A Thousand Times Before His Death

rating: +55+x


Every morning, the herdsman would screw up his eyes and rise from his bed. It wasn't much of a bed: an ancient, stinking mattress covered in a thin blanket. His ramshackle cottage was falling apart. There was no running water or electricity. He preferred the dark to that kind of negotiation.

He'd splash cold water from the well over his face. He'd change into new clothes, just as matted and rank as the old. He'd take up his stick and walk, to clean out the pens, fill the trough, bring feed for the sheep. He'd take them out to the high fields to let them graze. He'd watch out for wolves, even though he didn't really need to any more. It just felt like something a herdsman should do.

In the evening, he could be found in front of the fire. It warmed him. It moved in a pattern that was unnatural but lively. The walls were lined with shelf upon shelf of old books, all of which he would read over and over again. They comforted him. Worlds nestled inside worlds.

At 10 he'd go to sleep, before the cycle would begin again at dawn. In the cold months, the air could get could get bitter, but the woods nearby kept him healthy. Whenever he'd shear or slaughter his animals, or when it was milking season, he'd force himself to go down into town. He did not speak except for business. Sometimes he'd buy more sheep, or more books, but he never looked up. Eyes on his feet, like his father had taught him.

He'd look up through his window at night and see the rolling stars, and wonder which of them were real.

Of course, he hadn't always been a herdsman. That almost goes without saying.

Once, he'd been in finance, that high-stakes gain of gambling and extraction. Another time, he'd been a soldier in the Imperial army, stamping down dissent on a thousand Imperial worlds, believing in something greater than the self. In a different life, he'd opened a small flower shop in Kensington. He'd been an SCP member, a militant of the Hand, an Insurgent of Chaos, a husband, wife, father, mother, lover.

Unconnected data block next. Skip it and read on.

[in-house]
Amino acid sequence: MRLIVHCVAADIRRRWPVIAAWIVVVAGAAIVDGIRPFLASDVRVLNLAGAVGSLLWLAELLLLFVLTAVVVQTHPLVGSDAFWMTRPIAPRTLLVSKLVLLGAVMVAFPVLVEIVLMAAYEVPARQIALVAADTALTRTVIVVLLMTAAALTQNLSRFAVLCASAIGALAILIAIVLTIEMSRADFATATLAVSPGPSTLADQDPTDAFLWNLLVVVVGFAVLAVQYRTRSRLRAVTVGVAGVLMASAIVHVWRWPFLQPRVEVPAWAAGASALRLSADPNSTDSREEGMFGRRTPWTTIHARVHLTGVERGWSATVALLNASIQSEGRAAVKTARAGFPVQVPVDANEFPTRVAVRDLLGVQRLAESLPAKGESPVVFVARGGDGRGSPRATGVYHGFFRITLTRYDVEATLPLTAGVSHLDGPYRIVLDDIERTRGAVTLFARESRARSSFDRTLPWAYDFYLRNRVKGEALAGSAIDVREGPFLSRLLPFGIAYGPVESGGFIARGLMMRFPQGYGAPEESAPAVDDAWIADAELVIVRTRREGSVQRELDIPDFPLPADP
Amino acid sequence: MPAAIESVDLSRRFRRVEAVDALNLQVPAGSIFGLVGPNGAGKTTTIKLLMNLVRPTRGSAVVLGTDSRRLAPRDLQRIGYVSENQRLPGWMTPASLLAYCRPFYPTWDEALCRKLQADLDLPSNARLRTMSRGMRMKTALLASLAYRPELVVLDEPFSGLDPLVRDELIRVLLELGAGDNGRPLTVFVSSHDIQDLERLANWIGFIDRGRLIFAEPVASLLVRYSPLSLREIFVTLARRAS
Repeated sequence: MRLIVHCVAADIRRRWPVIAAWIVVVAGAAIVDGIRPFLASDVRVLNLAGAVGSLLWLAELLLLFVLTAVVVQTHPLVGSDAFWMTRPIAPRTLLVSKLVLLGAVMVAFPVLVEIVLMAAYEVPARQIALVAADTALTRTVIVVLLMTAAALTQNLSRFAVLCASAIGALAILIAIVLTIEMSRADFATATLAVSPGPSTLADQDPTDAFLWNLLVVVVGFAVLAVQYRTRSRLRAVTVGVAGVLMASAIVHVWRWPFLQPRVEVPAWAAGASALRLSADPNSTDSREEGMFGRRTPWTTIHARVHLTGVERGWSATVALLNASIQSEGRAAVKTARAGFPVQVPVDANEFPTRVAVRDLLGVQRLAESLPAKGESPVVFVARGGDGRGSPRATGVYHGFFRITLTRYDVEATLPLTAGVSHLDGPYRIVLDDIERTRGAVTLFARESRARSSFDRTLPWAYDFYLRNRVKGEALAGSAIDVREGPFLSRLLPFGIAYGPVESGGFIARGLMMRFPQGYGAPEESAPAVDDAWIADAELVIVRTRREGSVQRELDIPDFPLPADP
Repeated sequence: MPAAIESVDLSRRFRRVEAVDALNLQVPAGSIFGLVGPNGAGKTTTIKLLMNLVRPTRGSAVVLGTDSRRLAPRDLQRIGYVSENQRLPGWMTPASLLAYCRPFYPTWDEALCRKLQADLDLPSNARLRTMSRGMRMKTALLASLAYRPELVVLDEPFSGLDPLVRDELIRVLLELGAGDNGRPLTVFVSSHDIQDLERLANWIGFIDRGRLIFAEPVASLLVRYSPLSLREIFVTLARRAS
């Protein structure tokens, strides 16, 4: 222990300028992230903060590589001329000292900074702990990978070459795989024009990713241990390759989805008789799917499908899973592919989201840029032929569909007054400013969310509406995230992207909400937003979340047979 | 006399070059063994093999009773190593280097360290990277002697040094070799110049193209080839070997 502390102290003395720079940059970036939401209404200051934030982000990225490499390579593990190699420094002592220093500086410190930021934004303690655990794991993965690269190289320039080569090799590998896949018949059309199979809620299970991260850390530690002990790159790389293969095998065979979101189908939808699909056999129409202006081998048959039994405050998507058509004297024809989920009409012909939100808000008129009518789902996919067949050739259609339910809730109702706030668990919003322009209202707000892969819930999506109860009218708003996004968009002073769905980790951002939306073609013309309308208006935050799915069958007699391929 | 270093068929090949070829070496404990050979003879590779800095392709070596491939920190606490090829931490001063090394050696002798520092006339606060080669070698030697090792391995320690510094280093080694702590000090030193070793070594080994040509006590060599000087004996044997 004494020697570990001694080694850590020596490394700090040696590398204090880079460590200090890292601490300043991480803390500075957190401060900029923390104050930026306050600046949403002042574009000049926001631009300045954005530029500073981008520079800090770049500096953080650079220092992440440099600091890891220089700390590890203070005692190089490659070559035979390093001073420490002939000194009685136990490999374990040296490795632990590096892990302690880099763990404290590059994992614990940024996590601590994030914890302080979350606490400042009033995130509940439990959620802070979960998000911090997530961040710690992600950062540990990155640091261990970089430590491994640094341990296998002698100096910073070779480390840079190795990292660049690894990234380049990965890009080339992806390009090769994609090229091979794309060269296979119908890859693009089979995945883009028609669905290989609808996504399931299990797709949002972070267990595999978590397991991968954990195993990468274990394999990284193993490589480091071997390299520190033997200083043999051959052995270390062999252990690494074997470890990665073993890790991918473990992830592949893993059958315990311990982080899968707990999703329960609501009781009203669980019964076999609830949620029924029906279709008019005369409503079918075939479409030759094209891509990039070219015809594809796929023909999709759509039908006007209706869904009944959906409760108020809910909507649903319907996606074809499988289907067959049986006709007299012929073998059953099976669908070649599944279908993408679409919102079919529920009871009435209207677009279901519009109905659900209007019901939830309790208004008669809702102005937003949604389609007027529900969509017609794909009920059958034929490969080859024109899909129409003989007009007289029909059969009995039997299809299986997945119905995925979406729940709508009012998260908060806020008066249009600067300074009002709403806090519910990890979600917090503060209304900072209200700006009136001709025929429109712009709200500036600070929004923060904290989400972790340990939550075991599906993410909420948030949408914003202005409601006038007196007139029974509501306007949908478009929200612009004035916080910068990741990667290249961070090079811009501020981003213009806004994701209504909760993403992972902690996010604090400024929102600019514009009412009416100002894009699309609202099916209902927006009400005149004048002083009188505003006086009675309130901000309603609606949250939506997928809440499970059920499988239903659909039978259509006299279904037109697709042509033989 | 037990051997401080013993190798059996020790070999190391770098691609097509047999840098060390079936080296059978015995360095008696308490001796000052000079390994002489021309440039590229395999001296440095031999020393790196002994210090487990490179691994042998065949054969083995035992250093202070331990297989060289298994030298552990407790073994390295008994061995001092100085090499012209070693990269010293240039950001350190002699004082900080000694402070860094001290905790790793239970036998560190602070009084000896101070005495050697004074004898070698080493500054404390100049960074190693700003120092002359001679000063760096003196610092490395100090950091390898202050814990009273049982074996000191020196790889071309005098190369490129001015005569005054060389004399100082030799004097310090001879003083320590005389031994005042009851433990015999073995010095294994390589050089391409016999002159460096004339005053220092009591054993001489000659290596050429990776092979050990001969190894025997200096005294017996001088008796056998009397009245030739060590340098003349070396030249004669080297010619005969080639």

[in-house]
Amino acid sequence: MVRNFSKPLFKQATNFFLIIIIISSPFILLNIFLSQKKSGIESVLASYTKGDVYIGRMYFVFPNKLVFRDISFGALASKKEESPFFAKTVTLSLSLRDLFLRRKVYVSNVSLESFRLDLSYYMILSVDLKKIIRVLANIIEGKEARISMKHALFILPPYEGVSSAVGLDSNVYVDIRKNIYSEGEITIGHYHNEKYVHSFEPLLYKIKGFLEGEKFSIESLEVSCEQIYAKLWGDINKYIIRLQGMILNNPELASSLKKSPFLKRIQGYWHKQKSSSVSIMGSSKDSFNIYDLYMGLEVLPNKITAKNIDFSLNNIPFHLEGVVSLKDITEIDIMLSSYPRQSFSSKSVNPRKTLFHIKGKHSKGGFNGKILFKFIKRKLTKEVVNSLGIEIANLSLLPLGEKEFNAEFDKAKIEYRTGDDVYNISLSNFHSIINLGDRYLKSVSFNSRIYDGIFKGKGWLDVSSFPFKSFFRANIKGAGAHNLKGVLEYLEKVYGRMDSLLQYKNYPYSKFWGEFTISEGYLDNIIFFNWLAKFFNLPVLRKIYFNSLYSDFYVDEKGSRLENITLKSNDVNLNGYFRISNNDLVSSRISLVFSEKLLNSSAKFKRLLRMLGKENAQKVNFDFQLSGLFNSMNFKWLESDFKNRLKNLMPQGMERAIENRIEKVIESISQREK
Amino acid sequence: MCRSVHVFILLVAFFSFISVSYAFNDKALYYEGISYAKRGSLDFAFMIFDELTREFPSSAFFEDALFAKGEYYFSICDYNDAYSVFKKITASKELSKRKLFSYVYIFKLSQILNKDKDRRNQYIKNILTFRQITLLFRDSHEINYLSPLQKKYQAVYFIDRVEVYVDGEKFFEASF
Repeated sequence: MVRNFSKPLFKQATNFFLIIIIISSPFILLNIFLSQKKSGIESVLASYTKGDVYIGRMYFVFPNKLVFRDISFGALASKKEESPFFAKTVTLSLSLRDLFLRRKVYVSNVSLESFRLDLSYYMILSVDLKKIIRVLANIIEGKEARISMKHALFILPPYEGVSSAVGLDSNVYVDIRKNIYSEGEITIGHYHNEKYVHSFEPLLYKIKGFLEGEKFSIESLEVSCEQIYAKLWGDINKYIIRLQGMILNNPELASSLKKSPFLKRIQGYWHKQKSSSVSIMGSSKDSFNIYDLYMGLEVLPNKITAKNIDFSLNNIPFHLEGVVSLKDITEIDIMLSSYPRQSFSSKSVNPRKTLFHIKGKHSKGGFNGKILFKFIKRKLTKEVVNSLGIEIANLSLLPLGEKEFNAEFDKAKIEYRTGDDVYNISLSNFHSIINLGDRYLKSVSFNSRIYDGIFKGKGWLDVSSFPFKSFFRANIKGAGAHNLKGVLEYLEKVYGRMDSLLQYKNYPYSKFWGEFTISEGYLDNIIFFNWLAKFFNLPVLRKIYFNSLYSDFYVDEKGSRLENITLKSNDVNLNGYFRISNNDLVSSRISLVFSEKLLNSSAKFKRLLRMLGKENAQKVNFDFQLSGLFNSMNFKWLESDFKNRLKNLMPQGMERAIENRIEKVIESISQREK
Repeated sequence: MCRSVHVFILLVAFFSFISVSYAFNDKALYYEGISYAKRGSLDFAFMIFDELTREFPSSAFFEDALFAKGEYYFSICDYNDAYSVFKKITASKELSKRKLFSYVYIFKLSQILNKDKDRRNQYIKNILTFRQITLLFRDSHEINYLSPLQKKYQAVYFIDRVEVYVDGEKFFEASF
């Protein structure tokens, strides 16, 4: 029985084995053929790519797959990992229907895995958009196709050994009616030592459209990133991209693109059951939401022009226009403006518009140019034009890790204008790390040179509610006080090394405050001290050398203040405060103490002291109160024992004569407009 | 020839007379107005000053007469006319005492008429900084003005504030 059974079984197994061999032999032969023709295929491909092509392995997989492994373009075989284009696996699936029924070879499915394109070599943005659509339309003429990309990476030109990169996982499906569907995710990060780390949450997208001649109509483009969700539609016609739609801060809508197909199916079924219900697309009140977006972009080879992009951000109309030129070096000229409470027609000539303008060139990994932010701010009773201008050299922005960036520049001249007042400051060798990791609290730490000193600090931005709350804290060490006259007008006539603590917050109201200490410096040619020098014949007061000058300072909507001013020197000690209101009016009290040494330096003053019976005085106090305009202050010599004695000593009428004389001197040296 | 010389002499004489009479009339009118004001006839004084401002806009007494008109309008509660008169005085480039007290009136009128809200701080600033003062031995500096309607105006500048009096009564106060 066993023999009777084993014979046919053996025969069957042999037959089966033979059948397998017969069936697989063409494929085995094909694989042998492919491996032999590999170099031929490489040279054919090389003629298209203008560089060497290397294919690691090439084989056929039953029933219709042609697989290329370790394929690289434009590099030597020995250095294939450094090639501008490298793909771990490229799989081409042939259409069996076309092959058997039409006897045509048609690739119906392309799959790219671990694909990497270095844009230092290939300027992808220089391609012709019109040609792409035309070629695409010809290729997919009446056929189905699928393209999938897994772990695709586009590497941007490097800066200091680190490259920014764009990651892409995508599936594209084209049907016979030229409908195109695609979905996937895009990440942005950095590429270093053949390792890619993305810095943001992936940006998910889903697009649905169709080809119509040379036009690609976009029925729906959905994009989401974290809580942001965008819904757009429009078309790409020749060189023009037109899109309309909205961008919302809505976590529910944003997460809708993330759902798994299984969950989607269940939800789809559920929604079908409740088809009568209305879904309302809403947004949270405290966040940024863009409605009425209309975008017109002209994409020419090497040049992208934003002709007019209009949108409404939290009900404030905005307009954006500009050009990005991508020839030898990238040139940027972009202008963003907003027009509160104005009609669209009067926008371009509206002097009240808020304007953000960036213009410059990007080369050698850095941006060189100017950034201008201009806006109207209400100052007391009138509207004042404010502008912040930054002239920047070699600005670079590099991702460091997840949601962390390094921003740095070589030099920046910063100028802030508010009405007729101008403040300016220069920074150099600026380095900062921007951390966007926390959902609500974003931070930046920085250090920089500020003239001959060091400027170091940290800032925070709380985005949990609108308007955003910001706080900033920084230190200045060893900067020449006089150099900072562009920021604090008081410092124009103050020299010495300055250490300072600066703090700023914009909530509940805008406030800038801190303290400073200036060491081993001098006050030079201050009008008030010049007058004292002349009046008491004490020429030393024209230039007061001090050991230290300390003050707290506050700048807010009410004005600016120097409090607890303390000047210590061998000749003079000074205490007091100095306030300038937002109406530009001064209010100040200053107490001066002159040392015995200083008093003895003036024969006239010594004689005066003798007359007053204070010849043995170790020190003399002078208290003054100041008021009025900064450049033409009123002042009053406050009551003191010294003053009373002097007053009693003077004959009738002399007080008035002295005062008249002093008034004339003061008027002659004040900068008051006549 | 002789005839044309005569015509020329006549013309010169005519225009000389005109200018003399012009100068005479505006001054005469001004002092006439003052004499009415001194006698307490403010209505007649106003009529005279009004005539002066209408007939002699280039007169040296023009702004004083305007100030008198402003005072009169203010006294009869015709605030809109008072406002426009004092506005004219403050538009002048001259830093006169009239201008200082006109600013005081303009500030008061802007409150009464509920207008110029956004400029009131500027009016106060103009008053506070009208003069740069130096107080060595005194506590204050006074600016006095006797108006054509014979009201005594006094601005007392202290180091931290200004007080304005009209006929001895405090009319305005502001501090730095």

The images would all flash past him now, scenes from a half-remembered film.So many centuries to suffer the onslaught of the senses. The neon slogans blared across the sky told him enough: his pasts had all contributed to what the outside was, and he hated it. He had been so many people that he'd lost count, but they'd all shared one thing in common: they all engaged, full-throated and wholeheartedly, in the turning of the earth.

So he'd spent the last of the money on a Neo-Prometheus "Perpetual" body, a few acres of hillside, and some sheep. He made his goodbyes and ran away. He would stare into the sun and his eyes would stay the same. He'd cut himself and the wound would be made whole again. He'd tremble in the dark and try not to remember.

He'd been so many things. He didn't know how long he'd be this thing, but he didn't want anything else. He just wanted them all to shut up. He just wanted the sky to be clear.

One night, the sky was clear. No adverts or propaganda blaring down from overhead. There were usually one or two nights a month where this happened. Any good advertiser knows that too much familiarity cheapens the effect.

He willed the dark to come, but he just couldn't sleep. The blankets seemed to scratch and claw at him, as he twisted them into strange shapes. He remembered war, romance, heartbreak, smiling men in boardrooms. He opened his eyes and he still wasn't dreaming.

Then he heard laughter.

It was distant, but his land was extensive. They were up in the woods. He didn't know what to think about it. It had been… decades, probably, since anyone had last done that. It would just be more drunken kids, or the elderly enjoying their stolen youth. He'd chased them off with a shotgun the last time. He knew he couldn't kill them, but he could at least make them hurt.

But he didn't have a shotgun any more. He'd lost it in the spring of '29. He groaned, rose, and stumbled outside. The wind bit him as the clouds were tossed aside by the moon; a classic pastoral scene. The whole reason he'd moved out here in the first place.

The laughter had come from the trees to the north. He could see the distant signs of a fire, burning high and bright. Slowly, he started to walk. He was frightened. He didn't want to be seen and he wasn't sure he wanted to see. His body would remain perpetually young and fit, but his mind saw things in a vividness accessible only to the old.

He got closer. His body rustled through the trees, snapping twigs and scattering birds. He wasn't being subtle but he couldn't help himself. Why couldn't they just leave him alone? He heard voices, saw flames leaping through the trees. This was his land. He shouldn't- didn't- have to hide.

He reached an immense clearing, and a bonfire stood before him. It was a grandiose affair, crackling incessantly as it licked the treeline. All around it were people dancing, splayed out in multicoloured cloth, laughing and drinking and talking.